Friday, July 19, 2024
HomeScuba Diving'Shipwreck Hunter' Sounds Like A Really Cool Job, Huh?

‘Shipwreck Hunter’ Sounds Like A Really Cool Job, Huh?

If you’re a recreational diver, how many times have you sat at your desk in school or at work and dreamed of being a full-time hunter of sunken treasure? Well, one guy actually does that.

In his career as a “shipwreck hunter,” David Mearns, a National Geographic grantee, has set several Guinness World Records, among them the “Deepest Shipwreck Ever Found” for finding a wreck nearly 5.8 kilometers/3.6 miles below the surface.

Mearns‘ most recent discovery is the Esmeralda, one of the ships from the fleet of Portuguese explorer Vasco Da Gama, off the coast of Oman.

Mearns tells National Geographic:

“I look for shipwrecks for a number of different reasons. For archaeology, historical re-creations, insurance purposes, television documentaries, even conducting salvage of the cargoes on board.”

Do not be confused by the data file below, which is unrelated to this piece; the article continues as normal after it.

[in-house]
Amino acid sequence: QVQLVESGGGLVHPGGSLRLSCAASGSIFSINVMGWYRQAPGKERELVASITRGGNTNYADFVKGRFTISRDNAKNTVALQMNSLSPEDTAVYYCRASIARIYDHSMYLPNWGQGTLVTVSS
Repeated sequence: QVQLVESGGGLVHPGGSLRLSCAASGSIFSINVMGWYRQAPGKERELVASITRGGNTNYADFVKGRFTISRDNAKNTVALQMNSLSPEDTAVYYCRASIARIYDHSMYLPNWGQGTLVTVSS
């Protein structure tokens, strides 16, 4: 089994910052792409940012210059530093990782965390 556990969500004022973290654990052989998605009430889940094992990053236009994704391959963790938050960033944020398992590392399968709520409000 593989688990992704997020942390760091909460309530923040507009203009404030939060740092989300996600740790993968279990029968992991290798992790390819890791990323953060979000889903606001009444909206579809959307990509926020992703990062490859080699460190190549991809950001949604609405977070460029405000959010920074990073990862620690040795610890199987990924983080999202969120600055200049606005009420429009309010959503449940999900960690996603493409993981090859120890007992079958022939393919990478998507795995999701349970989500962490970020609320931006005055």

All told, Mearns has found close to 70 shipwrecks, whether on purpose or by pure accident. To learn more about his exploits, check out the video below as well as the National Geographic website.

'Shipwreck Hunter' David Mearns searches for clues to a lost ship (Image credit: National Geographic)
‘Shipwreck Hunter’ David Mearns searches for clues to a lost ship (Image credit: National Geographic)
John Liang
John Liang
John Liang is the News Editor at He first got the diving bug while in High School in Cairo, Egypt, where he earned his PADI Open Water Diver certification in the Red Sea off the Sinai Peninsula. Since then, John has dived in a volcanic lake in Guatemala, among white-tipped sharks off the Pacific Coast of Costa Rica, and other places including a pool in Las Vegas helping to break the world record for the largest underwater press conference.